All these changes happen so quickly that people aren’t aware of them. In fact, the wiring is so efficient that the amygdala and hypothalamus start this cascade even before the brain’s visual centers have had a chance to fully process what is happening. That’s why people can jump out of the path of an oncoming car even before they think about what they are doing.

 

This instinct has been helpful for evolution, but it also often interferes with our lives.

 

How do we change the way we look at fear? How do we make it work for us? We can change the way we perceive fear, and the way we respond to it, by reframing our fear.

 

 

  1. Reframe Fear

Before you can reframe your fear, you need to identify the reality or truth of your fear.

Start by asking yourself some questions:

  • Is your fear based on what you’ve seen others go through?
  • Is it based on your own experience?
  • What are some of the factors at play that may be driving the fear?

 

Once you’ve answered these questions, you should have a better perspective on your fear, and can begin to reframe it.

 

What is “reframing fear”? It’s the ability to take what you perceive as a negative experience and shift your perception of it, to see a more positive alternative.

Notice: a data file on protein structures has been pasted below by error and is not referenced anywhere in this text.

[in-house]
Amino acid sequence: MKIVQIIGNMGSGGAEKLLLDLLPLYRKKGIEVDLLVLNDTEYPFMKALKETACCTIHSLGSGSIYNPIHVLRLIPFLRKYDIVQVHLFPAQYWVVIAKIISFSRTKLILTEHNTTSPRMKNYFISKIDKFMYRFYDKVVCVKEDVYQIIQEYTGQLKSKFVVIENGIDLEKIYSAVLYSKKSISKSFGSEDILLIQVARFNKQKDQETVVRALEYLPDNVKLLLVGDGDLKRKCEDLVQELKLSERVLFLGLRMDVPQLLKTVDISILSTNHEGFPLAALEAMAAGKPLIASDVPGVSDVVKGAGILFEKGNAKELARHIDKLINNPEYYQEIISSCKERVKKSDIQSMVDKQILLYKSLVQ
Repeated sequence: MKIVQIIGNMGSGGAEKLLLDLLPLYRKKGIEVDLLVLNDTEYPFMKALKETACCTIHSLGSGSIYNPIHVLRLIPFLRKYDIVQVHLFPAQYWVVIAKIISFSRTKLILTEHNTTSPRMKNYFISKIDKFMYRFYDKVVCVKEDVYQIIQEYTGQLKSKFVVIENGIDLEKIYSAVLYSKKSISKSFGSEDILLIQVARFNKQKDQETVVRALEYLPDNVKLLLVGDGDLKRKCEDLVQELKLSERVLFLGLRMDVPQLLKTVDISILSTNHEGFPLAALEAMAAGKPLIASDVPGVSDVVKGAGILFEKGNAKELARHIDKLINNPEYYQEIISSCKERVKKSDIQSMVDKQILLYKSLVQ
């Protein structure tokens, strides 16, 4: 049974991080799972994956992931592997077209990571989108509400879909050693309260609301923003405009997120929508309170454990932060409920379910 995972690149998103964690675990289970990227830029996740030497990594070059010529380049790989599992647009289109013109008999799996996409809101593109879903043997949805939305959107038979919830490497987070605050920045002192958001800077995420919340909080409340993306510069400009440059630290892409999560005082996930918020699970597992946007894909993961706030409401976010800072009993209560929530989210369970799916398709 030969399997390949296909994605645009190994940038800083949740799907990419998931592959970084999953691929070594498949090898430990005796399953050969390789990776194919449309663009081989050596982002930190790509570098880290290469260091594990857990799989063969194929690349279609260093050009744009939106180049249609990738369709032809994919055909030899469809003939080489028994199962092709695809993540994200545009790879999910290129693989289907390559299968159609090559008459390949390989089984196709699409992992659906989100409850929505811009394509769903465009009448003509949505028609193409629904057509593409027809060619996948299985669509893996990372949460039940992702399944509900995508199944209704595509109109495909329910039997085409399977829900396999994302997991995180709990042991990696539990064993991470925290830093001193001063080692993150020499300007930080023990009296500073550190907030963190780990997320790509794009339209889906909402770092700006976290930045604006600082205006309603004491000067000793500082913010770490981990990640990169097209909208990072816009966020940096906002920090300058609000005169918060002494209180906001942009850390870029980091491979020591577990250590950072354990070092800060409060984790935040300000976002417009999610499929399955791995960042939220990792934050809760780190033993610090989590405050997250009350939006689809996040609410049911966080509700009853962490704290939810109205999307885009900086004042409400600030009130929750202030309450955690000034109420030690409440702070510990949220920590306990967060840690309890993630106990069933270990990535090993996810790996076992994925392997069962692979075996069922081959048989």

Here’s an example. Let’s say you have a fear of public speaking and you have to give a presentation in front of your peers. Just thinking about getting up there, in front of all those people, can trigger that fear response in the body. And that response can be hard to control.

 

But you can reframe it. Imagine a time when you were in a group setting, and those around you were responding positively to a story you were telling. Imagine how engaged they were, laughing or smiling along, asking lots of questions and wanting to hear more.

 

Reframing the situation like this will encourage a positive stress response — excitement instead of fear — that will help over-ride the negative emotions you initially felt.